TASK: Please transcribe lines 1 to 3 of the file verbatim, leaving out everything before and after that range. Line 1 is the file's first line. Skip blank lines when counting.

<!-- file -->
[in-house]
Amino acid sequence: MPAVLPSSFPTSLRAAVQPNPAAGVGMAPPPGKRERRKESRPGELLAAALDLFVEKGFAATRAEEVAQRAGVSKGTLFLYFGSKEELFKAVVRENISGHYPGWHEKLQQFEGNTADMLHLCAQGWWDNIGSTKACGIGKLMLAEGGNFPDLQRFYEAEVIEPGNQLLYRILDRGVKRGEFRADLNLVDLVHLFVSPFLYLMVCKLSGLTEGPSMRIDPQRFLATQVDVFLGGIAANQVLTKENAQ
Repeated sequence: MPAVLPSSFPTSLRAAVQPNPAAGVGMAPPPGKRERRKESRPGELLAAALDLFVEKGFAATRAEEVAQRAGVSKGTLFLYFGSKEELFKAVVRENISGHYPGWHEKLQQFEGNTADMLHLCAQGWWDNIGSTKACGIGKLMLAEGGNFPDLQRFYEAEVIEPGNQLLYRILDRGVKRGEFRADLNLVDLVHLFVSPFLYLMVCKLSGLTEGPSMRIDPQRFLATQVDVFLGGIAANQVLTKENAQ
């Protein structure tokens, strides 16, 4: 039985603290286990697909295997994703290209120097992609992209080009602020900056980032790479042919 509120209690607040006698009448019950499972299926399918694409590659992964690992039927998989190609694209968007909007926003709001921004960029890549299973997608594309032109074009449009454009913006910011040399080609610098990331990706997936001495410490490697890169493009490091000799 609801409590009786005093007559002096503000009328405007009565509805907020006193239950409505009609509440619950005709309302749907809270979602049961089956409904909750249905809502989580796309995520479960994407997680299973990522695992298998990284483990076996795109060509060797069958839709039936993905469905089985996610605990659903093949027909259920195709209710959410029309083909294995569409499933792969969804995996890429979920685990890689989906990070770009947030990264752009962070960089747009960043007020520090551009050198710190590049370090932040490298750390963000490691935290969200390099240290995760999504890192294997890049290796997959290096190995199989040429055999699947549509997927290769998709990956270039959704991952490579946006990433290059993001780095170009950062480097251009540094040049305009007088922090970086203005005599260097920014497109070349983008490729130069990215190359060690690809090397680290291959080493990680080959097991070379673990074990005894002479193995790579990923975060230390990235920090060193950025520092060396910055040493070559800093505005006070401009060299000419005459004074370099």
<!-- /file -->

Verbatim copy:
[in-house]
Amino acid sequence: MPAVLPSSFPTSLRAAVQPNPAAGVGMAPPPGKRERRKESRPGELLAAALDLFVEKGFAATRAEEVAQRAGVSKGTLFLYFGSKEELFKAVVRENISGHYPGWHEKLQQFEGNTADMLHLCAQGWWDNIGSTKACGIGKLMLAEGGNFPDLQRFYEAEVIEPGNQLLYRILDRGVKRGEFRADLNLVDLVHLFVSPFLYLMVCKLSGLTEGPSMRIDPQRFLATQVDVFLGGIAANQVLTKENAQ
Repeated sequence: MPAVLPSSFPTSLRAAVQPNPAAGVGMAPPPGKRERRKESRPGELLAAALDLFVEKGFAATRAEEVAQRAGVSKGTLFLYFGSKEELFKAVVRENISGHYPGWHEKLQQFEGNTADMLHLCAQGWWDNIGSTKACGIGKLMLAEGGNFPDLQRFYEAEVIEPGNQLLYRILDRGVKRGEFRADLNLVDLVHLFVSPFLYLMVCKLSGLTEGPSMRIDPQRFLATQVDVFLGGIAANQVLTKENAQ